|White-eyed Thrush Turdus jamaicensis||resident||2007||-||-||A2||Least Concern|
|Arrowhead Warbler Dendroica pharetra||resident||2007||-||-||A2||Least Concern|
|Jamaican Oriole Icterus leucopteryx||resident||2002||8 individuals||poor||A2||Least Concern|
|Yellow-shouldered Grassquit Loxipasser anoxanthus||resident||2007||-||-||A2||Least Concern|
|Orangequit Euneornis campestris||resident||2007||-||-||A2||Least Concern|
|Jamaican Spindalis Spindalis nigricephala||resident||2007||-||-||A2||Least Concern|
|Jamaican Euphonia Euphonia jamaica||resident||2002||1-2 individuals||poor||A2||Least Concern|
|Protected area||Designation||Area (ha)||Relationship with IBA||Overlap with IBA (ha)|
|Lloyds Block A||Forest Reserve||8||protected area contained by site||0|
|Lloyds Block B||Forest Reserve||7||protected area contained by site||0|
|Lloyds Block C||Forest Reserve||7||protected area contained by site||0|
|Lloyds Block D||Forest Reserve||7||protected area contained by site||0|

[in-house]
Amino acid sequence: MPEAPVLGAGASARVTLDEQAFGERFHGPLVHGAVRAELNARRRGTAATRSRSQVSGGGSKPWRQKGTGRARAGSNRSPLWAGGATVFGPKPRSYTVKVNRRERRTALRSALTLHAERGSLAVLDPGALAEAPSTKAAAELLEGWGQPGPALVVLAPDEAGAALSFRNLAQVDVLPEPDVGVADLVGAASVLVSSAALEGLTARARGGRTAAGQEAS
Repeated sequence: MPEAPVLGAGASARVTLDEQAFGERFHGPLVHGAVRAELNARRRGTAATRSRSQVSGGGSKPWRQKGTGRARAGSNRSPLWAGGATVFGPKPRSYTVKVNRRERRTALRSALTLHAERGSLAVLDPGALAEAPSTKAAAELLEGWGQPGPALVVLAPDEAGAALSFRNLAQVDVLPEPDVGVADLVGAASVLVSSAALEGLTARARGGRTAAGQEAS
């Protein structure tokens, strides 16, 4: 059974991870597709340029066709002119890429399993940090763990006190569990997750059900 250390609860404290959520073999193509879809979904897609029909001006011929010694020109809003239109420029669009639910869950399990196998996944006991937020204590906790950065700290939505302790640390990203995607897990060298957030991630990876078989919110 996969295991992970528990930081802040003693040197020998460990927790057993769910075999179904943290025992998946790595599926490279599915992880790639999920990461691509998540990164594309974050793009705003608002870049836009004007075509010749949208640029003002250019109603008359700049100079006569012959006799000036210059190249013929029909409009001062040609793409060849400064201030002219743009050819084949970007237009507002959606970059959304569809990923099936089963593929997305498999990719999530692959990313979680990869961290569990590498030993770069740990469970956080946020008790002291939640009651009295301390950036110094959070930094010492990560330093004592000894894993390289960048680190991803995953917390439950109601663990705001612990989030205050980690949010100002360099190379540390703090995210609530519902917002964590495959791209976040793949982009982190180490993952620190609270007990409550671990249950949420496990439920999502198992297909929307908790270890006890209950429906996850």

|Lloyds Block E||Forest Reserve||9||protected area contained by site||0|
|IUCN habitat||Habitat detail||Extent (% of site)|
|Wetlands (inland)||Coastal lagoons; Intertidal mud, sand or salt flats; Water fringe vegetation||85%|
|Shrubland||Scrub; Second-growth or disturbed scrub||15%|
|Land-use||Extent (% of site)|
|Notes: Use for growth and production of Brine Shrimp at edge of smaller pond|
|Notes: Vegetable & fruit crops; coffee; sugarcane; pasture|
Other biodiversity Jamaican Kite Swallowtail Eurytides marcellinus (VU); Greater Fishing Bat Noctilio leporinus mastivus; Pallas’ Long-tongued Bay Glossophaga soricina antilarum; Jamican Fig-eating Bat Ariteus flavescens (IUCN Red List-VU); Jamaican Boa Epicrates subflavus (VU); A newly described crab species (Sesarma ayatum sp. n.,) is restricted to the eastern part of the island, it may occur here.